30 -- "Into the Blue" stars Jessica Alba, Ashley Scott and Josh Brolin in an action thriller about a group of divers that runs afoul of a drug lord after running across some of his merchandise in a sunken airplane. From the capable director John Stockwell ("Blue Crush," "Crazy/Beautiful").

30 -- "Keane" features Damian Lewis as William Keane, a troubled young man who is searching for the young daughter he lost in New York's Port Authority bus terminal, but whose bouts with mental illness suggest she may never have existed, and that his interest in young girls might have more disturbing motives. From writer-director Lodge Kerrigan ("Clean, Shaven").

30 -- "Mirrormask" is a live-action fantasy from acclaimed graphic artist Dave McKean and Neil Gaiman (creator of the "Sandman" comic series), in which a 15-year-old girl (Stephanie Leonidas) longs to run away from the circus her family works in and join real life; her journey, however, makes her wonder whether reality even exists.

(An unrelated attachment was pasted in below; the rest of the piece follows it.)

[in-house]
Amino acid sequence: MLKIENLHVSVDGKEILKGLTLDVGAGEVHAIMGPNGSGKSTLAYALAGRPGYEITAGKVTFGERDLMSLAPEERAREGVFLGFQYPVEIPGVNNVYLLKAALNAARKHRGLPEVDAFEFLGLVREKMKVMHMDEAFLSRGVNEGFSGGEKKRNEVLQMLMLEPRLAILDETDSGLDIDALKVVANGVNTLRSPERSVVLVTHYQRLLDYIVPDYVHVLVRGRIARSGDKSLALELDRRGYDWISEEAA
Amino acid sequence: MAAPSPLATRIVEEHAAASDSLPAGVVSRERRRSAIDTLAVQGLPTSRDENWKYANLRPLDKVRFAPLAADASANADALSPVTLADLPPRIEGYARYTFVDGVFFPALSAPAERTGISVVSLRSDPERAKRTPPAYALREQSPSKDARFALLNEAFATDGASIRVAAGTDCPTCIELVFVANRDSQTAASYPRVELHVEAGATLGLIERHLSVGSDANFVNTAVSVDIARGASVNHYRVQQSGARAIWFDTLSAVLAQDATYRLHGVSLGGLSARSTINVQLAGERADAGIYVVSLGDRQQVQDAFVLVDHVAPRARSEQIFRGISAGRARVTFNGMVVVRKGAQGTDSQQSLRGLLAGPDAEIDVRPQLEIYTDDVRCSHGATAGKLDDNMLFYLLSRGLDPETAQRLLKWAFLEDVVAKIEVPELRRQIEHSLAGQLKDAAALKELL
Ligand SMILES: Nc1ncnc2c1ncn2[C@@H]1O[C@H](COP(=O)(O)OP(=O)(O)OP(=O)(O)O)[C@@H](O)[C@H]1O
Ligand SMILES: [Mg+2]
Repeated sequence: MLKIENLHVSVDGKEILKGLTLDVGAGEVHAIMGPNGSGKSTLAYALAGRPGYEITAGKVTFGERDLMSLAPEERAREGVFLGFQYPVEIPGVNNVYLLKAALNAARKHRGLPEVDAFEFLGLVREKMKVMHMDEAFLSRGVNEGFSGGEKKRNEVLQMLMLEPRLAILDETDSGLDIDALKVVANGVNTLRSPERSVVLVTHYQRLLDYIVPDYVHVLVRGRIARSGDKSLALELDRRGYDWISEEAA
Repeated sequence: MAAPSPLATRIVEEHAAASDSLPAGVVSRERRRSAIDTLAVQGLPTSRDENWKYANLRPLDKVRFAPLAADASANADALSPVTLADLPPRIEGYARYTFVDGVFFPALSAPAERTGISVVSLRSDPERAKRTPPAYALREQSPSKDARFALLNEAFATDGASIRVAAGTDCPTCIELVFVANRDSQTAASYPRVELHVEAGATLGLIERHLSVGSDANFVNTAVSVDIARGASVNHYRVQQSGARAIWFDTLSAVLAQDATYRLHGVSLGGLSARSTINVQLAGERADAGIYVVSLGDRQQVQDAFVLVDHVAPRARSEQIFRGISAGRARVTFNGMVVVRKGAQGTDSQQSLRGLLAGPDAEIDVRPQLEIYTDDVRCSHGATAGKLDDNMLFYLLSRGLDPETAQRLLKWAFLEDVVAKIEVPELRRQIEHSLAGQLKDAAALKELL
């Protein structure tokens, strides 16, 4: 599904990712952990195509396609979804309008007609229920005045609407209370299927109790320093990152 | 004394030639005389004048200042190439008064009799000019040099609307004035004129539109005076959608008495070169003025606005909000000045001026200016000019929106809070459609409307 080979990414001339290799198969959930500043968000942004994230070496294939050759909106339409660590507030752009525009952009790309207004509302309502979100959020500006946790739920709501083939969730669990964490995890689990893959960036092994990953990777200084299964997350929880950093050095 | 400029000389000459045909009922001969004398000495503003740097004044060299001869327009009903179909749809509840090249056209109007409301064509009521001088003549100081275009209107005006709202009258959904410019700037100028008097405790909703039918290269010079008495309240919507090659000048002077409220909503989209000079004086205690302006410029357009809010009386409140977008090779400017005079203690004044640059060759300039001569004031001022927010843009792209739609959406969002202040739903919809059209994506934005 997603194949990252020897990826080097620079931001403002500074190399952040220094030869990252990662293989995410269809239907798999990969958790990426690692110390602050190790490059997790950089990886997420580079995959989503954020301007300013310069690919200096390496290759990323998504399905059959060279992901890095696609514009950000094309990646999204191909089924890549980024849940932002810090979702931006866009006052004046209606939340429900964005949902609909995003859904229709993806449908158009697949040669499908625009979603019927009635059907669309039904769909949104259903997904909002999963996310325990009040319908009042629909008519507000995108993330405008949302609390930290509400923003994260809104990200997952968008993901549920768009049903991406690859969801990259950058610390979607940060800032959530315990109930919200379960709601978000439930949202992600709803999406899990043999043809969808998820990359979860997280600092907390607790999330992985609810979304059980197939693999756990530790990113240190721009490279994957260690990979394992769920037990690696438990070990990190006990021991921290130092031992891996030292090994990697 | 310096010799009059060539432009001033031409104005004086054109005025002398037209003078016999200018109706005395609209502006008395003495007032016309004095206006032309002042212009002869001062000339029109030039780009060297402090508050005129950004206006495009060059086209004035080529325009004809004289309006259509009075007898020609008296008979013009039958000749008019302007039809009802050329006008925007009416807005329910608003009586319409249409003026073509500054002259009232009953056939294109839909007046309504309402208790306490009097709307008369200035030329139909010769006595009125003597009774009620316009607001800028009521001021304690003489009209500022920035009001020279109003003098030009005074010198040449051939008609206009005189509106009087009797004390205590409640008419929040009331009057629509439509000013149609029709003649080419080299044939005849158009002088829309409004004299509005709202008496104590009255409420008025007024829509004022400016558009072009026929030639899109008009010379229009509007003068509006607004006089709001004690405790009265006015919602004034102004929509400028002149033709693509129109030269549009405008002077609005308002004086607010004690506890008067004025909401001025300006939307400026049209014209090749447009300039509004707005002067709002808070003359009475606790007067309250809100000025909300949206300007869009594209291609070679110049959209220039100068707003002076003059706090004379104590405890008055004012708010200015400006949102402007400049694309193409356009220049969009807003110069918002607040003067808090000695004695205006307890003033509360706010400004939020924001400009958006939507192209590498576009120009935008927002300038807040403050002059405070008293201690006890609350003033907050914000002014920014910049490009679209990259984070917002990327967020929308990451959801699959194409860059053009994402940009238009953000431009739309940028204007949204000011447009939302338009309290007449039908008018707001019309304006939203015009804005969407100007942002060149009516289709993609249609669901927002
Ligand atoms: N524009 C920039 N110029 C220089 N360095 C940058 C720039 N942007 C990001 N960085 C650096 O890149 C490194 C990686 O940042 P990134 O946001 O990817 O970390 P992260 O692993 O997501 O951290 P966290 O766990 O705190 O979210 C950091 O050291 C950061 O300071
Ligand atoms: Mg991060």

30 -- "Oliver Twist" is Roman Polanski's take on the much-adapted Charles Dickens tale about a plucky orphan living in 19th-century London. Barney Clark plays young Oliver and is joined by Harry Eden as the Artful Dodger and Ben Kingsley as Fagin.

30 -- "Serenity" is Joss Whedon's feature-length adaptation of his TV science fiction series "Firefly," in which the titular space ship plies the skies 500 years in the future, when ship captain Malcolm Reynolds (Nathan Fillion) and his crew, having lost the galactic war, pick up two mysterious space fugitives with surprising results.


TBD -- "A Cock and Bull Story," from the dependably interesting British director Michael Winterbottom ("9 Songs," "24-Hour Party People"), is a self-referential comedy about Winterbottom's attempts to film the famously un-adaptable novel "The Life and Opinions of Tristram Shandy, Gentleman." With Jeremy Northam as Winterbottom, Steve Coogan as Shandy and a wonderful supporting cast including Stephen Fry, Gillian Anderson and Shirley Henderson.